There are always those moments when someone declares a regular run-of-the-mill blanket as a quilt. Gasp. And when that happens, somewhere in the world, a quilter looses her pins…and her husband’s heel inevitably finds it, and well…you get the idea. So please—get your facts straight—for the
quilter’s husband’s sake! All joking aside, us quilters are very picky about exactly what counts as a quilt and what doesn’t… maybe even a little snobbish, but who can blame us? We have all poured hours and hundreds of dollars into a quilt that you’ve just demoted to blanket. I’m shuddering at the thought! Let’s get on with this post about what makes a quilt a quilt and what doesn’t.
Next time that you’re with a known quilter and see what you think might be a quilt in it’s natural habitat, go through this mental checklist before saying a word about what it is or from whence it came:
Wow—I know I’m really blowing some minds with this one. Quilts are always going to have been quilted. I know what you’re thinking: whew—slow down, Rachel! BUT give me a moment. I thought I’d start with the most simple things first. If a quilt doesn’t have visible topstitching that holds layers of fabric together (see “Layers Make Up a Quilt” below for more on that), it’s not a quilt. This includes wool, fleece, knit, and crochet blankets.
Quilting can look very different from quilt to quilt. Some quilts have simple stripes or swirls, while others have intricate and custom quilting that is very detailed. There’s even a style of quilting done with pieces of yarn that make little knots to hold everything together.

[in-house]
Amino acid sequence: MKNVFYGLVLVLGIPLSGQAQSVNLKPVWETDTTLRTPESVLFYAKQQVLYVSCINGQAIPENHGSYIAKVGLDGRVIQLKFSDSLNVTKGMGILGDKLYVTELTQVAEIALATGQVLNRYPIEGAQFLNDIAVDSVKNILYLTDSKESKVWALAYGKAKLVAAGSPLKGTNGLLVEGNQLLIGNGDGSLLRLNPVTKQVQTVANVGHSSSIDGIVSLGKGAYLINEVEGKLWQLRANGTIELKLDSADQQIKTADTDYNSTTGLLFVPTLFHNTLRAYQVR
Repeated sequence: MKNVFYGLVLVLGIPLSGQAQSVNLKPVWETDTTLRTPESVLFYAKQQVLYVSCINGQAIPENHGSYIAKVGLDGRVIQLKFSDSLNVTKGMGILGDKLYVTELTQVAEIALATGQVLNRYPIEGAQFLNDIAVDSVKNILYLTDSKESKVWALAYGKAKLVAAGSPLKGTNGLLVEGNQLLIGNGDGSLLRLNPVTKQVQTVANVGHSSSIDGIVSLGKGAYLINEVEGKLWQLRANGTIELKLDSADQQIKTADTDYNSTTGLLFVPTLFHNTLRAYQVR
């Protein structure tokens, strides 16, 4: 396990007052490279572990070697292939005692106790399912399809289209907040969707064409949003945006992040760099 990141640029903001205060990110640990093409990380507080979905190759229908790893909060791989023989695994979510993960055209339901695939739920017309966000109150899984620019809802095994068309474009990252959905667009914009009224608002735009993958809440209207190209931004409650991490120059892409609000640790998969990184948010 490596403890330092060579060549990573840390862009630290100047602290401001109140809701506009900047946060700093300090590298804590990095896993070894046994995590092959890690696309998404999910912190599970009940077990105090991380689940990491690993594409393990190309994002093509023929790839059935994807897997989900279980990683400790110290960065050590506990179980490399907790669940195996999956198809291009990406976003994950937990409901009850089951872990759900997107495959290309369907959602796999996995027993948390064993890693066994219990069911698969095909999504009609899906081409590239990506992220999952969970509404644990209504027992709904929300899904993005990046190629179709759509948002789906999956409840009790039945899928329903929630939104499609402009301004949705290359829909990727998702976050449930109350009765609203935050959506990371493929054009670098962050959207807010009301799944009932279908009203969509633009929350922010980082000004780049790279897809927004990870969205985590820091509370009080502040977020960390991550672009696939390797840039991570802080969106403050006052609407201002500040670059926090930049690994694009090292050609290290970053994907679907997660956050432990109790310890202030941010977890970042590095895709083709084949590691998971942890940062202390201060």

Now, I told you there was more to this than the obvious! Some things are quilted that are not quilts! For example, Matelassé covers are often called quilts because they are indeed quilted. But to a quilter, it is a quilted piece of fabric, a Matelassé, nothing more. Please don’t offend us by calling a quilted piece of fabric a quilt. Bonus: we will be very impressed when you call it by it’s proper name!
Layers Make Up a Quilt
Now, if your quilt has quilting, it probably has some layers. Typically, a quilt is made of up 3 layers: the top, the batting (you won’t typically see this part), and the backing. We often call this the quilt sandwich. Sometimes the batting is replaced by flannel or a lighter material for a cooler, more breathable quilt.
Now, you might ask, if a quilt has layers and quilting, does that mean that my down comforter is a quilt? Nope! The quilt in question has to meet all three of the criteria listed here: Quilting, Layers, and Piecing (and/or applique). Read on for the final piece of the puzzle!
Piecing & Applique
If your said quilt has passed tests #1 and 2, then this is the final question: look at the top. Is there more than one fabric incorporated? Can you see where they have been sewn together? If there is more than one fabric included in the design of the top and you can see where they have been sewn together, you’ve got yourself a quilt, my friend! There’s lots of ways to go about making a pieced top; hand piecing, machine piecing, applique, and paper piecing are just a few. If you don’t have more than one fabric, or the top is a single piece of fabric made to look like it’s pieced, you’ve got yourself a blanket… please don’t call it a quilt!
So there you have it. You’re sure to be grandmother’s favorite when you declare her latest creation by it’s proper name! All joking aside, it is nice to be appreciated for all the hard work that us quilters put into these things—it’s truly a labor of love & we want you to know it!